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Physical attractiveness is the degree to which a person's physical features are considered aesthetically pleasing or beautiful.
The term often implies sexual attractiveness or desirability, but can also be distinct from either.
The perception of attractiveness can have a significant effect on how people are judged in terms of employment or social opportunities, friendship, sexual behavior, and marriage.
However, there are numerous differences based on gender.
It has been argued that masculine facial dimorphism (in men) and symmetry in faces are signals advertising genetic quality in potential mates.
Studies have found that women who perceive themselves as being more physically attractive are more likely to favor men with a higher degree of facial symmetry, than are women who perceive themselves as being less physically attractive.
Female respondents in the follicular phase of their menstrual cycle were significantly more likely to choose a masculine face than those in menses and luteal phases, Studies have found that women who perceive themselves as physically attractive are more likely to choose men with masculine facial dimorphism, than are women who perceive themselves as physically unattractive.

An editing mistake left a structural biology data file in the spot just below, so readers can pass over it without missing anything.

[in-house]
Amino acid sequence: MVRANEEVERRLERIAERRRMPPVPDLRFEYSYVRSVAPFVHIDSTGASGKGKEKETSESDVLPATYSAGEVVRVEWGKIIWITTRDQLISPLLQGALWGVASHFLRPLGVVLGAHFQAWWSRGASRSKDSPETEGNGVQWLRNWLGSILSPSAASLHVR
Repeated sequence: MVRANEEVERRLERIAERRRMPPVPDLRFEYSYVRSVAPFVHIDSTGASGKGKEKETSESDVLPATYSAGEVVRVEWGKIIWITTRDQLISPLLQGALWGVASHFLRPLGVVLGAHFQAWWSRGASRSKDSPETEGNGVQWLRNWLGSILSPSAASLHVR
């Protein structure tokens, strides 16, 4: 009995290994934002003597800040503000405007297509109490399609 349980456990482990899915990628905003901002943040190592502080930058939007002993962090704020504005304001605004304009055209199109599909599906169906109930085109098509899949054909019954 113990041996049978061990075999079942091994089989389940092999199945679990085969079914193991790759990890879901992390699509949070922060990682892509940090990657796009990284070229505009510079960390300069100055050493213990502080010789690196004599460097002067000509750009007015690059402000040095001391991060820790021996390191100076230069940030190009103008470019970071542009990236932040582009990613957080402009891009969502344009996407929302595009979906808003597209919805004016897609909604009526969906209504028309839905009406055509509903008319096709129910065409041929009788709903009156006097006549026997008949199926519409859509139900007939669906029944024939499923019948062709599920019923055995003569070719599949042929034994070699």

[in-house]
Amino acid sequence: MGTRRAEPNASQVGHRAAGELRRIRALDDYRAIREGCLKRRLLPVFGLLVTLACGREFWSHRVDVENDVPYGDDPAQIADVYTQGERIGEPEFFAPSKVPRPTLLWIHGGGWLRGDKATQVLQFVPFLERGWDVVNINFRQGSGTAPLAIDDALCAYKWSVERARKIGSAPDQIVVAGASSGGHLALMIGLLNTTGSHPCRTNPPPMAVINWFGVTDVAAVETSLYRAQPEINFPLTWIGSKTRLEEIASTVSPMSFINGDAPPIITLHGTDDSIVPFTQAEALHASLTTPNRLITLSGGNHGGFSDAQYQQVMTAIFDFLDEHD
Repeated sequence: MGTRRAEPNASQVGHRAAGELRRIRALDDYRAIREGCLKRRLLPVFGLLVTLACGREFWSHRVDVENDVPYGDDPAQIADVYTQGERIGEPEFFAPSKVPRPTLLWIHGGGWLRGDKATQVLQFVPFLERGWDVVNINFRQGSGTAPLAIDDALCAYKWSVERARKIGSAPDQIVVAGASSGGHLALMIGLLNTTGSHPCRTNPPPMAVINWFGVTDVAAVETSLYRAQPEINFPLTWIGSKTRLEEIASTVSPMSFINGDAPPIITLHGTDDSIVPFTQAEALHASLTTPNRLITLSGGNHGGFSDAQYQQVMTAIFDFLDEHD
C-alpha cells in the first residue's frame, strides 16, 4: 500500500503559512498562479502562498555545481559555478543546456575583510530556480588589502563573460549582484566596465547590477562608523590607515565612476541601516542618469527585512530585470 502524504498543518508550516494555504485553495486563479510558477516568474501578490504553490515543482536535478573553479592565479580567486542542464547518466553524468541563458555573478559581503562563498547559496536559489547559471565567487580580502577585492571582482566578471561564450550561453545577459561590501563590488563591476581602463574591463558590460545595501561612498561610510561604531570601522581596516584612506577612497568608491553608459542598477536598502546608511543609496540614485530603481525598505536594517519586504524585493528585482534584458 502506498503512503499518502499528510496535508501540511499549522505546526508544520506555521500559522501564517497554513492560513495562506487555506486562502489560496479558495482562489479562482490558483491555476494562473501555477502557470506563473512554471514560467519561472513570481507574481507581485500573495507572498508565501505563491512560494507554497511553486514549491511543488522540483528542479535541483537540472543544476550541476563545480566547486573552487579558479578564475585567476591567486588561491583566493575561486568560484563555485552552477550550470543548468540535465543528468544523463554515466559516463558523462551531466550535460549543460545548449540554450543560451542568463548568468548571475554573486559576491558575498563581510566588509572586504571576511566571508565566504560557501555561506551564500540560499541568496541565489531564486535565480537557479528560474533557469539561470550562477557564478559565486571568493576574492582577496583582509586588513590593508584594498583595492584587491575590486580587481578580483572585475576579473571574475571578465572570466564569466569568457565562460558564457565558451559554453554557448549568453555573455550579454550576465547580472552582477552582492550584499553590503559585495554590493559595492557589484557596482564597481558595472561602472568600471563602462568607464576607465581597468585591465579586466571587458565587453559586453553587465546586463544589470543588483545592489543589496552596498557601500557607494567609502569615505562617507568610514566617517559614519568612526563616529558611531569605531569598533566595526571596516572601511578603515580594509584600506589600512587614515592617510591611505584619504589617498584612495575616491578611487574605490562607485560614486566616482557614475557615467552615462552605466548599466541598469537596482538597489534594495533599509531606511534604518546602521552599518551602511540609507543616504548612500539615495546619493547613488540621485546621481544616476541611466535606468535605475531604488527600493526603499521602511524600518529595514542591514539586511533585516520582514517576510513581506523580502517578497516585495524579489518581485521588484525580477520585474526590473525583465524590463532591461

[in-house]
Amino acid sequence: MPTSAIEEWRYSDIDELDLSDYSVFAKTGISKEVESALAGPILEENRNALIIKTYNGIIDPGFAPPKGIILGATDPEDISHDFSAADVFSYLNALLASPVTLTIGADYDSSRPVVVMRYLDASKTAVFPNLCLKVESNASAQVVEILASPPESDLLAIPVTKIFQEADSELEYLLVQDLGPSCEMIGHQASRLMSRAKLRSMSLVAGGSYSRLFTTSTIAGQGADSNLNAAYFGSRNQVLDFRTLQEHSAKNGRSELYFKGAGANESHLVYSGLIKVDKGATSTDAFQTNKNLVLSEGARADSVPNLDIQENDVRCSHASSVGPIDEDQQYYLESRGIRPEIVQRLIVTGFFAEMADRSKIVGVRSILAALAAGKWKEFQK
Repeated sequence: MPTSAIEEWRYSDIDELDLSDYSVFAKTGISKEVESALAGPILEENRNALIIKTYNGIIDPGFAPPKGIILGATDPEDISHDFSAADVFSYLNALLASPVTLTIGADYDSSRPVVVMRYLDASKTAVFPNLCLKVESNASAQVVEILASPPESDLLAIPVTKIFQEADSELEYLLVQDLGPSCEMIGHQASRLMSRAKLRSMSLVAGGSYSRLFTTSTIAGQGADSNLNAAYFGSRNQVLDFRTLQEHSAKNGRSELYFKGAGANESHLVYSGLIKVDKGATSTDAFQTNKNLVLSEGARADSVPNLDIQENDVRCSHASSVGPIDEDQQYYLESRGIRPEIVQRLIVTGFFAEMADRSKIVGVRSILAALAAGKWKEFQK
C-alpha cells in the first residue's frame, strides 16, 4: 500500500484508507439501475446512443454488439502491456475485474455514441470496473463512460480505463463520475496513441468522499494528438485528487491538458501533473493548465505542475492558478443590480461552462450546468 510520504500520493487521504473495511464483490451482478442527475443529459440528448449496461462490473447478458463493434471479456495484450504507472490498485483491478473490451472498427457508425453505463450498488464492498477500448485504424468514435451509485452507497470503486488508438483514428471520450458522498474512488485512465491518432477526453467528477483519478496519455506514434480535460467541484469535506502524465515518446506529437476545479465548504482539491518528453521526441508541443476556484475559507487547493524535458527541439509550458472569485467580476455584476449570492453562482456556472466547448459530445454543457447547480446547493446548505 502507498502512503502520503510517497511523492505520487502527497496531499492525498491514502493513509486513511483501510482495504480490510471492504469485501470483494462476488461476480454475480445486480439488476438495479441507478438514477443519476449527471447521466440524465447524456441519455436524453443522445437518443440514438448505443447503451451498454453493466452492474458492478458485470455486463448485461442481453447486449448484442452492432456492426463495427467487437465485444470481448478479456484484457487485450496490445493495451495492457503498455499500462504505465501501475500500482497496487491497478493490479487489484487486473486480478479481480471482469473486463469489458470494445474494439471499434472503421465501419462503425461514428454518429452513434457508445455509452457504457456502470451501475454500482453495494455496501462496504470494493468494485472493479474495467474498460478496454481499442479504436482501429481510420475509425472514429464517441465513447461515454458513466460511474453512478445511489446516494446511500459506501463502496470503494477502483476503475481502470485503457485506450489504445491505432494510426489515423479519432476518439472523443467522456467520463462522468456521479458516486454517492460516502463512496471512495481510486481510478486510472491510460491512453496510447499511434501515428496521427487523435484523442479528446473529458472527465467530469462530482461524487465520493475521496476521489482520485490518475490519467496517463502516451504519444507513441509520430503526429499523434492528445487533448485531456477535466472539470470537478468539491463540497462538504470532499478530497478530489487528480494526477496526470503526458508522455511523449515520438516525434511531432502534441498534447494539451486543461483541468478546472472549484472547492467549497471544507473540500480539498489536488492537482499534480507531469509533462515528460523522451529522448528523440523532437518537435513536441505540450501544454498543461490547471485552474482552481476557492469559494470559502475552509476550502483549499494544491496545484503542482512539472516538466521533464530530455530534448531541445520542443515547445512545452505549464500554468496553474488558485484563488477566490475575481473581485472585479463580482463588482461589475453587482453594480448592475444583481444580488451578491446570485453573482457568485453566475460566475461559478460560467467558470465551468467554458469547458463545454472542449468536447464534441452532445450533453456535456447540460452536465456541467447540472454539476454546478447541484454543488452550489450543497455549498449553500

One study called into question the importance of facial masculinity in physical attractiveness in men arguing that when perceived health, which is factored into facial masculinity, is discounted it makes little difference in physical attractiveness.
With these findings, the study reasoned that if a woman were to reproduce with a man with a more masculine face, then her daughters would also inherit a more masculine face, making the daughters less attractive.
The study concluded that there must be other factors that advantage the genetics for masculine male faces to offset their reproductive disadvantage in terms of "health", "fertility" and "facial attractiveness" when the same genetics are present in females.
With regard to brain activation related to the perception of attractive bodies, one study with heterosexual participants suggests that activity in the nucleus accumbens and the anterior cingulate cortex increases with increasing attractiveness.